Structural change proposed to equip Synod for mission
The Uniting Church’s Synod of New South Wales and the ACT is considering a proposal that could see it undergo a process of structural reformation over the coming 18 months.
A strategic planning group today reported to the 2011 meeting of the Synod, saying that, “Structures and actions which are risk averse and which revolve around one form of the protection of ‘our turf’ are not only inefficient and demonstrably incapable of responding to complex problems but, more importantly, do not speak of the God whom we experience in the life, death and resurrection of Jesus of Nazareth.”
In the preparation for its report and recommendations, the planning group became aware of the great many hours, and considerable investment of resources, that had been expended by the Synod regarding its structures for over 20 years.
It said, “At the same time, while some modifications to the forms and structures of the Synod have taken, the organisational structure of the Synod has not experienced any substantial change since [the formation of the Uniting Church in 1977].
Speaking to the report, group chair Peter Andrews referred to a 30-centimetre stack of files from past reviews and said, “When everything was said and done, more was said than done.”
The report said in a time of limited and shrinking financial resources, the way in which the councils of the church prioritised the use of their resources was not a simple matter.
It acknowledged that it came to the Synod alongside other significant recommendations regarding councils, structures, forms and responsibilities.
Those recommendations dealt with the nature and composition of the Standing Committee, the re-working of presbyteries and the discussion on the future of the Synod’s Korean Commission.
The report said they were all separate proposals and should not be read as either competing or interdependent.
Relational and generous
The planning group said Synod’s structures should be relational, creative and generous.
One of its recommendations was that the Synod commit itself to structures that recognise the limits of its own authority, have flexibility in form and in operation, ensure that each presbytery is equipped with or has access to the human and financial resources required to fulfil their duties and responsibilities, and explore cooperative work with other councils of the church.
The planning group said in exercising its responsibilities, the Synod, its boards, agencies, officers and teams, must constantly consider the way in which the local expression of the Body of Christ is supported, enabled and empowered. At the same time the Synod should itself bring a broader perspective than mere congregationalism would entail.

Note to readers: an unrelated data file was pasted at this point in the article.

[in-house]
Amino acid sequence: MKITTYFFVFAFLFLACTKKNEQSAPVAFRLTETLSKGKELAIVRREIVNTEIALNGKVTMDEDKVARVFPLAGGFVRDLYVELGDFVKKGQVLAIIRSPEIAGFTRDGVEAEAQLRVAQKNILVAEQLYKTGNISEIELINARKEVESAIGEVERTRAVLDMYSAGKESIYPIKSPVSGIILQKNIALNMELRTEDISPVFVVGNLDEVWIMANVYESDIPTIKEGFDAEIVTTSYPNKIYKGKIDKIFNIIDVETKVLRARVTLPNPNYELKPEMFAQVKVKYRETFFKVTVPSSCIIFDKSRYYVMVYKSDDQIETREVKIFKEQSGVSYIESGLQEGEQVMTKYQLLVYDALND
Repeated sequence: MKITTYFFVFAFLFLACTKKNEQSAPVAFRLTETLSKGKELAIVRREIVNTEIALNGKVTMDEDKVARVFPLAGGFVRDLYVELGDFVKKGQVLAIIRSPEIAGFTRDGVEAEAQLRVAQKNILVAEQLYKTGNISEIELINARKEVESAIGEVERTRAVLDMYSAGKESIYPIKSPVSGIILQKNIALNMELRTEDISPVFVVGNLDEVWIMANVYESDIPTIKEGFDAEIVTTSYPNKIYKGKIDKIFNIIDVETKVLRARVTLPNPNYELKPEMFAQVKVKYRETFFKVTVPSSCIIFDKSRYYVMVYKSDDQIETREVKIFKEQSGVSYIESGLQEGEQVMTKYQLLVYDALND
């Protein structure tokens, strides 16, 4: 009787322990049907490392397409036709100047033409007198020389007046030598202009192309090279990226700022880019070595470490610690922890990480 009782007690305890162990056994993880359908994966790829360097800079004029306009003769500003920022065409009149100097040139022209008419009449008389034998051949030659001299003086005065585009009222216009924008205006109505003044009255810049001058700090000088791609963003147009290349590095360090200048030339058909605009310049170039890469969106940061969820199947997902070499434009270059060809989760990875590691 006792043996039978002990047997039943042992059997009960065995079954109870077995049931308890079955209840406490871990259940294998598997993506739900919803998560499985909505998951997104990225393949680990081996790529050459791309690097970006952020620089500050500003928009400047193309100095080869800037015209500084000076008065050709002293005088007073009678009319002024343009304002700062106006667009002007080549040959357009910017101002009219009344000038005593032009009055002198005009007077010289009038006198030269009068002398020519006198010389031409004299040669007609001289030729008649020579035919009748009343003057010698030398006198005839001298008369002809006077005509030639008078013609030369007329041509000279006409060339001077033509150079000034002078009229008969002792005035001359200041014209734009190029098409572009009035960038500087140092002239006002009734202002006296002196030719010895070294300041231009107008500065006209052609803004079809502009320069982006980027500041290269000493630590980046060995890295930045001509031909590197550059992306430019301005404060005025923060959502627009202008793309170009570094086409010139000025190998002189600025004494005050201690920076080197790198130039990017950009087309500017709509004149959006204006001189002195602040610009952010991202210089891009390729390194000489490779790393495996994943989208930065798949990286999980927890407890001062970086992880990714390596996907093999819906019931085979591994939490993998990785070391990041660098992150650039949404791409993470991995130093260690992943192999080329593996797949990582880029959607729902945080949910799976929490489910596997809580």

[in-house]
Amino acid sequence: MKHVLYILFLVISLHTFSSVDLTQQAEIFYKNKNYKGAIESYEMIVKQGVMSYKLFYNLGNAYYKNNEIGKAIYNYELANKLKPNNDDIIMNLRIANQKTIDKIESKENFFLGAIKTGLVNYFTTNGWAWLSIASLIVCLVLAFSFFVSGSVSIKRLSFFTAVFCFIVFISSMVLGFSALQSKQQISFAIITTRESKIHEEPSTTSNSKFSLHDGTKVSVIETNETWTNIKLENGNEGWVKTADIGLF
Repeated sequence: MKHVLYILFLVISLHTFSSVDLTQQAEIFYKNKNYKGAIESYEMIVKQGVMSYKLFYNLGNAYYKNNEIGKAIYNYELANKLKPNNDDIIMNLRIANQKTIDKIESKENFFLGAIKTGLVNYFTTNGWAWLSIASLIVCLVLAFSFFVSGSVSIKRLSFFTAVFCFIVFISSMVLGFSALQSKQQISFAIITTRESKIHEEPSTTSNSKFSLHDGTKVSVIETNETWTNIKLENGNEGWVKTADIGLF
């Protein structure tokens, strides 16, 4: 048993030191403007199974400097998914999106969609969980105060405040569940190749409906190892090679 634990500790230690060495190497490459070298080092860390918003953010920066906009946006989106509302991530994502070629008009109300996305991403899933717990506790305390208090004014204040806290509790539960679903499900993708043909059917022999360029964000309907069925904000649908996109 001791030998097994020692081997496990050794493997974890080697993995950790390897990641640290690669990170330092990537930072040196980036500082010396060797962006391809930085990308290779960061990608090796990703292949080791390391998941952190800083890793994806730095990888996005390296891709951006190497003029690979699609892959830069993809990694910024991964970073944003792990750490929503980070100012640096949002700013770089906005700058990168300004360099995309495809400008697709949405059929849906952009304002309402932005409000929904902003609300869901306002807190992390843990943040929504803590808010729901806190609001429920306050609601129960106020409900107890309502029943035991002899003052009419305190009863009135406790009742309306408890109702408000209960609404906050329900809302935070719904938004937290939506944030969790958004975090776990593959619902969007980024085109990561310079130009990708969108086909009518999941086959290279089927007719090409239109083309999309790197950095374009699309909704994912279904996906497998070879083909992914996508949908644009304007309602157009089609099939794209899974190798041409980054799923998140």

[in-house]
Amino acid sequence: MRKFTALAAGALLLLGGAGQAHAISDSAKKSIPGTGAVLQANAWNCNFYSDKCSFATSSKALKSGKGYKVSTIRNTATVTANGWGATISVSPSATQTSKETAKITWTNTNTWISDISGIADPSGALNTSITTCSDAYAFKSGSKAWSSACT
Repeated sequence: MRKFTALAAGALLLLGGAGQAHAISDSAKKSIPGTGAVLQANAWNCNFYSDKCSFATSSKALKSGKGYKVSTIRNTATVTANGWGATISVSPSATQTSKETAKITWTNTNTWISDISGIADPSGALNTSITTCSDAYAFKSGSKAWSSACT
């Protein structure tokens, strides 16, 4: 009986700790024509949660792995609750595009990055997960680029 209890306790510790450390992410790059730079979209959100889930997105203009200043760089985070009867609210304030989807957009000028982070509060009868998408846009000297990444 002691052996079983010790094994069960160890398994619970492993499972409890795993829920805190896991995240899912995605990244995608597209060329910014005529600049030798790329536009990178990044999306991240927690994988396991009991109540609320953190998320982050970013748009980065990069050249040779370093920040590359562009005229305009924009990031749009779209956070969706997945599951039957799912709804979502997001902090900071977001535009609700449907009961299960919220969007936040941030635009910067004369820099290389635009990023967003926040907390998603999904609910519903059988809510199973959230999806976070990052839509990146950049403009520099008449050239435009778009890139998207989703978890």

Accordingly, it is recommended the Synod dedicate itself to developing ways in which local expressions of the Body of Christ may be sustained, nurtured and empowered.
The planning group said, “Too often, the conversation around Synod structures has been primarily and at times exclusively based on a shrinking of financial resources. Fighting over scarce resources increases a sense of competition.
“This report and its recommendations acknowledge the very real situation of resource difficulties within many councils of the Church.
“It understands that these difficulties require close consideration of ministry priorities — often between two or more extremely worthwhile alternatives. However, it believes that this calls us primarily to be wise, respectful and creative in our responses.”
The group said, “For the vast majority of the life of the Uniting Church, formal reports and informal conversations have highlighted a lack of trust between various councils of the church, and between boards or agencies within the Synod.
“The Constitution, Regulations and By-Laws have too often been understood (and often used) as tools to reign in, rather than a foundation for empowering. The Strategic Planning Group believes that any such competition, mistrust and silo mentality within the church hampers its mission and speaks of a belief in some God who is a stranger to the self-understanding of the Uniting Church.”
Coherence, clarity, cooperation
Firstly and fundamentally, the planning group said, a clear emphasis should be placed on the ability of the entire organisation to operate coherently and in a unified way.
“This thinking requires members of the organisation being prepared to work across or outside notional area boundaries in order to achieve a clear priority.”